Racially Radical?

“Faith is taking the first step even when you don't see the whole staircase.” – Dr. Martin Luther King, Jr.  

On January 20, 2020, Huntington University is doing something that might seem controversial or even racially insensitive. We have invited a white male police officer to speak at our annual MLK Jr. Convocation.   

You read that correctly: Chief Keirsh Cochran, a white male dressed in law enforcement blue, will stand onstage where prolific men and women of color have stood before him, and he will talk about social justice and racial equality.  

Who was the mastermind behind this idea? Rev. Arthur Wilson, campus pastor and dean of spiritual life at Huntington University. Rev. Wilson is an African American man who has always had a strong connection to the works of Dr. Martin Luther King, Jr., and other key civil rights leaders. Rev. Wilson approaches life through the lens of “What contribution can I make to improve the status of people?” And that’s how he approached the 2020 MLK Jr. Convocation.   

“I prayed about it,” said Rev. Wilson. “I prayed and God said, ‘Ask Keirsh.’ When God speaks, I act.” 

A conversation with Rev. Wilson and Officer Cochran sheds some much-needed light on the vision for the 2020 MLK Jr. Convocation.  

Why is someone like Officer Cochran ideal to speak at this service?  
Rev. Wilson: We’re in 2020, many years since Dr. King first gave us his dream of what he envisioned our nation becoming, and I know that an aspect of that dream has to be many people of different nationalities speaking to the causes he felt so passionate about. When he marched, there were people of all nationalities and ethnic backgrounds with him. When he was beaten, he wasn’t just beaten with other African Americans; he wasn’t just imprisoned with other African Americans. African Americans weren’t the only ones to lose their lives in his movement for justice and liberty. And I think that is important for us to remember and reflect on. To show that his dream has continued in the process of being fulfilled. Part of the evidence of that is that we have many people in our cities, in our communities, in our churches, and in our universities who share his vision. Because Dr. King’s vision wasn’t just about minorities – it was about all God’s children, black man and white man; that’s what he said and that’s the reason why I feel it’s necessary.  

There may be people who judge Huntington University for its choice in speakers for this service because Officer Cochran is white. What would you say to those people?  
Rev. Wilson: To suspect that it has to be a minority, and I can only speak for myself as a minority, is one of the greatest insults to me as a minority. It is an insult to me to suspect a minority to always be the one to carry a message of reconciliation. But to have somebody who is of that same culture saying ‘hey, we have a different message.’ We do have representation. Our speaker happens to be white, we happen to have a white singer, but we also happen to have a biracial rapper, we also happen have a black gospel singer, we also happen to have a black dean of spiritual life who is going to provide the welcome, we also have a black multicultural affairs director who is providing the prayer, we also will have a Hispanic student doing the scripture reading. The fact that the focus is getting stuck on this white speaker, no. This is definitely intentional, intentional to have representation, because representation is important, but representation of all. And what people have done is excluded white people from MLK Jr. Day because it’s this us vs them perspective and that has to end. It’s us vs evil.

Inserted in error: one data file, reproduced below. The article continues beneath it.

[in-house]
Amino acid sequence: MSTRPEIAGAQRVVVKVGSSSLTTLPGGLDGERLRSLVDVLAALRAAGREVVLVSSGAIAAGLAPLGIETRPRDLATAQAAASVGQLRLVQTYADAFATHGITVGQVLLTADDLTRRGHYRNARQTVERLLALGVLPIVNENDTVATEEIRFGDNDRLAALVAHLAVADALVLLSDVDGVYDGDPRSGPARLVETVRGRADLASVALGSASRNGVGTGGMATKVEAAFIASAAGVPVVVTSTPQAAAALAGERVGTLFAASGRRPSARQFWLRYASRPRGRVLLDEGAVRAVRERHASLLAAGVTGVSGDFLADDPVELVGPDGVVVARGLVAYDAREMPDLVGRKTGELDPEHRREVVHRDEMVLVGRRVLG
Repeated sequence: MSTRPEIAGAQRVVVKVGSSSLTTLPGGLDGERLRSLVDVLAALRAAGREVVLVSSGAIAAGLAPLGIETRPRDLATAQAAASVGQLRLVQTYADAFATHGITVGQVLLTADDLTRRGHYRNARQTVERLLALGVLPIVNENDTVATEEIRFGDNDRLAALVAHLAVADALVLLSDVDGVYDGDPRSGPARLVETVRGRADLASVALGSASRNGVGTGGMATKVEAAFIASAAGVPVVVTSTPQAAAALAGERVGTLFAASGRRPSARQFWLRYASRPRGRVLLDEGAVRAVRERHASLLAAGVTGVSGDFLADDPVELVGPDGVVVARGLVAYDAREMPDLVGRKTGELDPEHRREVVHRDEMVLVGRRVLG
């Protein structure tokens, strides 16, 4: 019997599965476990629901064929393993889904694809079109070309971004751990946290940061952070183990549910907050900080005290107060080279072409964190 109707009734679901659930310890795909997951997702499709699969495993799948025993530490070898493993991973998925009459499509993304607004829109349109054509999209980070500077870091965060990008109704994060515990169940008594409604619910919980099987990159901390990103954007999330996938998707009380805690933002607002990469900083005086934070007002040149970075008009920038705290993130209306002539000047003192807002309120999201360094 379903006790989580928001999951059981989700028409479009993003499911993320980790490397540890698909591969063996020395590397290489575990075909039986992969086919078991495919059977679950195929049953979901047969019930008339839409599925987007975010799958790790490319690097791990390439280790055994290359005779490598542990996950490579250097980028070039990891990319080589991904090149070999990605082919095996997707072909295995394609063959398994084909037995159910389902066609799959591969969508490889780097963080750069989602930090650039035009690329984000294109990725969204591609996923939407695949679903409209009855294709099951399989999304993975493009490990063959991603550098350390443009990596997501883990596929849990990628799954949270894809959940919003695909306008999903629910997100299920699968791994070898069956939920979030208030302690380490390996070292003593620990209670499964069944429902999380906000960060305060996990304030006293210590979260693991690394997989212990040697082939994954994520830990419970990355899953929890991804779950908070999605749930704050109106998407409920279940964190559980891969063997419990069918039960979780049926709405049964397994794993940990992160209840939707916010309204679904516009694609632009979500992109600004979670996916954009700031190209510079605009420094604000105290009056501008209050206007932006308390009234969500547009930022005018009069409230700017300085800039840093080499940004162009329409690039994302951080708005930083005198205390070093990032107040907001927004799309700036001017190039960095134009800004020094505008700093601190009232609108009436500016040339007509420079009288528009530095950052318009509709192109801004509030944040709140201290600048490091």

Officer Cochran, what about you? What would you say to those people? 
Officer Cochran: Believe me, I understand the optics of a white police officer speaking at an MLK Jr. Day service. However, I want to emphasize that my commitment to civil rights has taken me to Dr. King’s childhood home, the first church he pastored, his office, his pulpit, and his grave. I celebrate the life and legacy of Dr. King on a personal level. His photo is in my office. I believe if he knew there was a white police officer standing up for the cause and advocating for racial unity, he would be nothing short of overjoyed. I believe it’s a piece of his dream realized. 

Why is Officer Cochran uniquely suited to speak on this topic?  
Rev. Wilson: To want to step into an occupation where there is already a negative perception of members of that community, to go into that as a white male to prove there are some good among the men who wear blue, that’s a bold effort. By doing this, this really gives us an opportunity to examine where we are – how far we’ve come. Because by selecting a speaker who is Caucasian, there might be some who would become a little bit nervous or anxious because it appears as if Caucasians have organized this event. And part of the strategy behind this is to have us really think clearly about why we are doing this. I think one of the things we need to continue to build on is reconciliation, unity, diversity efforts, and initiative beyond a day. 

Please join us on Monday, January 20, 2020, at 11:30 a.m. in Zurcher Auditorium in the Merillat Centre for the Arts as we celebrate the life and legacy of Dr. Martin Luther King, Jr., and his message of equality, social justice, and reconciliation. This event is free and open to the public.